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May 7 (Reuters) - Minutes after NBC Universal secured a long-term deal on Wednesday to broadcast the Olympics, the focus shifted firmly on the chances of a U.S. bid to land the 2024 Summer Games.
NBC Universal, the media unit of Comcast Corp, signed a $7.65 billion agreement to be the U.S. broadcaster of the Olympics until 2032, making it the biggest single broadcast deal in the history of the Games.
NBC, who were the only ones involved in the talks, had previously spent $4.38 billion on the U.S. broadcasting rights for four Olympic Games until 2020.
While the United States have yet to decide whether to bid for the 2024 Summer Games, an Olympic candidacy now has more than seven billion new good reasons.
The 1996 Atlanta Olympics were the last Summer Games staged in the United States with Salt Lake City hosting the 2002 Winter Olympics.
Efforts for the 2012 and 2016 Games with bids from New York and Chicago, respectively, fell spectacularly flat with the United States Olympic Committee (USOC) locked at the time in a bitter revenue sharing dispute with the IOC.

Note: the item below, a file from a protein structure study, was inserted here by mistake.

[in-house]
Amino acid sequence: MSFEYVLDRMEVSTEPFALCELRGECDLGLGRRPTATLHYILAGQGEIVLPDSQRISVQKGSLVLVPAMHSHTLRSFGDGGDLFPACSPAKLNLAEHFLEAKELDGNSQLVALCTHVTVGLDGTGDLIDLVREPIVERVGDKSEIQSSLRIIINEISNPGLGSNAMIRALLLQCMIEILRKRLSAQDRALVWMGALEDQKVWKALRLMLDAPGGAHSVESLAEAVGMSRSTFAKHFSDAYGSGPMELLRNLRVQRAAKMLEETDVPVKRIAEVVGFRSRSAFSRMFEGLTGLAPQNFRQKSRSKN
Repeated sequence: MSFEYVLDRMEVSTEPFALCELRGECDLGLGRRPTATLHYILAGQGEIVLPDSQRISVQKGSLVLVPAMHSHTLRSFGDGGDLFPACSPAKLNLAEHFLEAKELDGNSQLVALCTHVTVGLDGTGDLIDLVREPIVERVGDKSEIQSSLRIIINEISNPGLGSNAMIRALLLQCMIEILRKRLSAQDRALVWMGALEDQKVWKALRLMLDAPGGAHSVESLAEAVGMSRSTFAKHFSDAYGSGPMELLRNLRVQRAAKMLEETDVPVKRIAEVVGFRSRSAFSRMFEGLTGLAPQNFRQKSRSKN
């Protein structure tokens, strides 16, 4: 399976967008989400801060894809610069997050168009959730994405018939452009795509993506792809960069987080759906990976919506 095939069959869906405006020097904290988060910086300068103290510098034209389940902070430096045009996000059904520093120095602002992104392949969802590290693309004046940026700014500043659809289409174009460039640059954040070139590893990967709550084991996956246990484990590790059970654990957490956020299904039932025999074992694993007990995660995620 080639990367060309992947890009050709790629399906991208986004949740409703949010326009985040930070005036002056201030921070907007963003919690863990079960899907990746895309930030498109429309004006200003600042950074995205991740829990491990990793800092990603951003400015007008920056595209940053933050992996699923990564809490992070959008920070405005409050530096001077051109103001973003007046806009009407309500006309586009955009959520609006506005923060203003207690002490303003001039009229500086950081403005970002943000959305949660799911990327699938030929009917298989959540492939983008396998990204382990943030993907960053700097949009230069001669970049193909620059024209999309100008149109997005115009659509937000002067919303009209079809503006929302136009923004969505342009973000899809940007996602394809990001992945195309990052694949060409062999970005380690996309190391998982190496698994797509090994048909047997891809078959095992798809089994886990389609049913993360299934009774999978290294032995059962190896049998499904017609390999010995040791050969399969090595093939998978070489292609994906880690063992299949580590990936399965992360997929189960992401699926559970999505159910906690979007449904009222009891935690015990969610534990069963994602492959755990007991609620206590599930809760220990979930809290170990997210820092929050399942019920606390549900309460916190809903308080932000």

But with ties now fully restored and the new mega-deal providing unprecedented financial security for the IOC, Americans have every right to be confident of hosting the Olympics in 2024.
Games in the United States would provide huge domestic audiences at primetime because of the favourable time zones while also boosting the IOC's foothold in their largest market after years of disputes with the country's sports officials.
"We think this is a terrific deal for all involved," USOC President Larry Probst said in a conference call.
"It obviously helps to secure the long-term financial support for our athletes. For a 2024 bid we are continuing with the process."
"We will continue to have those conversations. We are intent on cutting down to a smaller number of cities in the next few months and make a decision by the end of the year. That is a process that will play out in six or seven months."
Dallas, Los Angeles and Boston are among a list of cities interested in bidding for the Games with the IOC opening bidding next year and a decision to be taken in 2017.
For NBC a home Olympics would be more than welcome.
"We would be supportive of Games in the States," said Mark Lazarus, Chairman of the NBC Sports Group in the conference call. "It would be good for our business.
"But this deal was made with no knowledge of where the Games will go. Our success with the Games has never been contingent on the location of those Games." (Reporting by Karolos Grohmann in Berlin; Editing by Frank Pingue)